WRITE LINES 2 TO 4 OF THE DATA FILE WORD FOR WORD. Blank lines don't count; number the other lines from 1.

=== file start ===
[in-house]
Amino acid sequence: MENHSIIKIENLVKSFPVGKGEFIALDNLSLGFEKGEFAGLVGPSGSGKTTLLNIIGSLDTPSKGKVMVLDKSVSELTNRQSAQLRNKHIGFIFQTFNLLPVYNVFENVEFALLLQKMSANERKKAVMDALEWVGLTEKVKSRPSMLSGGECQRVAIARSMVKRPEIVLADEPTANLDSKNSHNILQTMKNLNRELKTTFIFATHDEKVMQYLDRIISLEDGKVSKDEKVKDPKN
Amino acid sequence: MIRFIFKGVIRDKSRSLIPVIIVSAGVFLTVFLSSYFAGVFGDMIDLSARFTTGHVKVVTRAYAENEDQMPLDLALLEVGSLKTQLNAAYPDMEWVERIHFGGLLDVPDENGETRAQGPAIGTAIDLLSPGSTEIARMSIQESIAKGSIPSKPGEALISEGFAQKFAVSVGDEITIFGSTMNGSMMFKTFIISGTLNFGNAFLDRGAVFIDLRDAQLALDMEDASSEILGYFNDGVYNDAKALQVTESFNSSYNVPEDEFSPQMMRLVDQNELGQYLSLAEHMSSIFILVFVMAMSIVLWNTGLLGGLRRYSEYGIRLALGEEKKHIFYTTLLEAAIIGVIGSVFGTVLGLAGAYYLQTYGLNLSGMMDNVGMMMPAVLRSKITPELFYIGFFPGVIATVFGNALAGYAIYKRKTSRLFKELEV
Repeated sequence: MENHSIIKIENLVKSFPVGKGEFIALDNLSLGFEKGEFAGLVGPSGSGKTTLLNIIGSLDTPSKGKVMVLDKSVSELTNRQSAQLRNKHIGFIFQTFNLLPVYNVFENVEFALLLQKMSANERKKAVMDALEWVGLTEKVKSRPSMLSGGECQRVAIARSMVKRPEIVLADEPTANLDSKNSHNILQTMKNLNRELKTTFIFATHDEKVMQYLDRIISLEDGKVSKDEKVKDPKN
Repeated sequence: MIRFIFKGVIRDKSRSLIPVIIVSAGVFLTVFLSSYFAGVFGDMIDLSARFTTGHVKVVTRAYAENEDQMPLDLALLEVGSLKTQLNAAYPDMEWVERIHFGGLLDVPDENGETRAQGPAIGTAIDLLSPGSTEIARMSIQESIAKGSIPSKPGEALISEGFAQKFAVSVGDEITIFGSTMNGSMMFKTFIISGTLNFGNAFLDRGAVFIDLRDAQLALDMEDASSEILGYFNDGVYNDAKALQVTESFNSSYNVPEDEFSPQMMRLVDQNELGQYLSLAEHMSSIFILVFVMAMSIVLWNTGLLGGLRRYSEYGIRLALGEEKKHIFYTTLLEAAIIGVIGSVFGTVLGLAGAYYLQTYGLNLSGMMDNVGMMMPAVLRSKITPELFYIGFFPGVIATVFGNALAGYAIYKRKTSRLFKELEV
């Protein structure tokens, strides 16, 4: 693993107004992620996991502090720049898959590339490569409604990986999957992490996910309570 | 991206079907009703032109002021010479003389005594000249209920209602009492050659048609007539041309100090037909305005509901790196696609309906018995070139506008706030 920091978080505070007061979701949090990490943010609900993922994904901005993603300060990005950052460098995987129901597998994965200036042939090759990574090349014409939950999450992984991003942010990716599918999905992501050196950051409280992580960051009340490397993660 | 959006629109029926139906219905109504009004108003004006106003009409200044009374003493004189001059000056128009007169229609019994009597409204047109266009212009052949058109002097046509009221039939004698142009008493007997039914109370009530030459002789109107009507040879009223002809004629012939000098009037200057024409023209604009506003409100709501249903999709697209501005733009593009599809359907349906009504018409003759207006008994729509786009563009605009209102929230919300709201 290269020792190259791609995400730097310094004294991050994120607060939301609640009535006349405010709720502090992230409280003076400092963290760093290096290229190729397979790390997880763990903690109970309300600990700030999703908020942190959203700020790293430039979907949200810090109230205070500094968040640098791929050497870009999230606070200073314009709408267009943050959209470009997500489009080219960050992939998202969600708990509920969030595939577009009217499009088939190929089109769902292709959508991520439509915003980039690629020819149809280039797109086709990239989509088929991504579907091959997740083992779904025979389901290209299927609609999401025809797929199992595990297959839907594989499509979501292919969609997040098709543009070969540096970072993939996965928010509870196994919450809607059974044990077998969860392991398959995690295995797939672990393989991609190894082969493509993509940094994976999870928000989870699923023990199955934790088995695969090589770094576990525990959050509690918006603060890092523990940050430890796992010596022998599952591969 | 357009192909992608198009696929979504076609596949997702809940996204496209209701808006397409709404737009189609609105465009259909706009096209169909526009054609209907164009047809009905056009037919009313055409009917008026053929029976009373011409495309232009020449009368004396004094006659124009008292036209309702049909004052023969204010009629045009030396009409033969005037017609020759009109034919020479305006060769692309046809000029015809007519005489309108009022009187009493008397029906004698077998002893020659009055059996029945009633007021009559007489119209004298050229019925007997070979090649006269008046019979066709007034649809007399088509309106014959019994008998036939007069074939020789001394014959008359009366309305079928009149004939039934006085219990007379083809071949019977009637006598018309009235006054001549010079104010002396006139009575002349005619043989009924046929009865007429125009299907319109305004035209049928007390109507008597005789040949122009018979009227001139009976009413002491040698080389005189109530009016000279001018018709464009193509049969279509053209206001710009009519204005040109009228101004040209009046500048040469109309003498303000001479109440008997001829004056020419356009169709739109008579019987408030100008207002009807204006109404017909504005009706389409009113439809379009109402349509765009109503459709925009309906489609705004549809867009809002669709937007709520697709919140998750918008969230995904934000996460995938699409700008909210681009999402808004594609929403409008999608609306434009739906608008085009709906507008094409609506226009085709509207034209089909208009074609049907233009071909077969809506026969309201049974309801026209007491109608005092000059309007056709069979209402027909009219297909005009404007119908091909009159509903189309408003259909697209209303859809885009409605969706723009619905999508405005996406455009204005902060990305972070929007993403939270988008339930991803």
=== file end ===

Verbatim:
Amino acid sequence: MENHSIIKIENLVKSFPVGKGEFIALDNLSLGFEKGEFAGLVGPSGSGKTTLLNIIGSLDTPSKGKVMVLDKSVSELTNRQSAQLRNKHIGFIFQTFNLLPVYNVFENVEFALLLQKMSANERKKAVMDALEWVGLTEKVKSRPSMLSGGECQRVAIARSMVKRPEIVLADEPTANLDSKNSHNILQTMKNLNRELKTTFIFATHDEKVMQYLDRIISLEDGKVSKDEKVKDPKN
Amino acid sequence: MIRFIFKGVIRDKSRSLIPVIIVSAGVFLTVFLSSYFAGVFGDMIDLSARFTTGHVKVVTRAYAENEDQMPLDLALLEVGSLKTQLNAAYPDMEWVERIHFGGLLDVPDENGETRAQGPAIGTAIDLLSPGSTEIARMSIQESIAKGSIPSKPGEALISEGFAQKFAVSVGDEITIFGSTMNGSMMFKTFIISGTLNFGNAFLDRGAVFIDLRDAQLALDMEDASSEILGYFNDGVYNDAKALQVTESFNSSYNVPEDEFSPQMMRLVDQNELGQYLSLAEHMSSIFILVFVMAMSIVLWNTGLLGGLRRYSEYGIRLALGEEKKHIFYTTLLEAAIIGVIGSVFGTVLGLAGAYYLQTYGLNLSGMMDNVGMMMPAVLRSKITPELFYIGFFPGVIATVFGNALAGYAIYKRKTSRLFKELEV
Repeated sequence: MENHSIIKIENLVKSFPVGKGEFIALDNLSLGFEKGEFAGLVGPSGSGKTTLLNIIGSLDTPSKGKVMVLDKSVSELTNRQSAQLRNKHIGFIFQTFNLLPVYNVFENVEFALLLQKMSANERKKAVMDALEWVGLTEKVKSRPSMLSGGECQRVAIARSMVKRPEIVLADEPTANLDSKNSHNILQTMKNLNRELKTTFIFATHDEKVMQYLDRIISLEDGKVSKDEKVKDPKN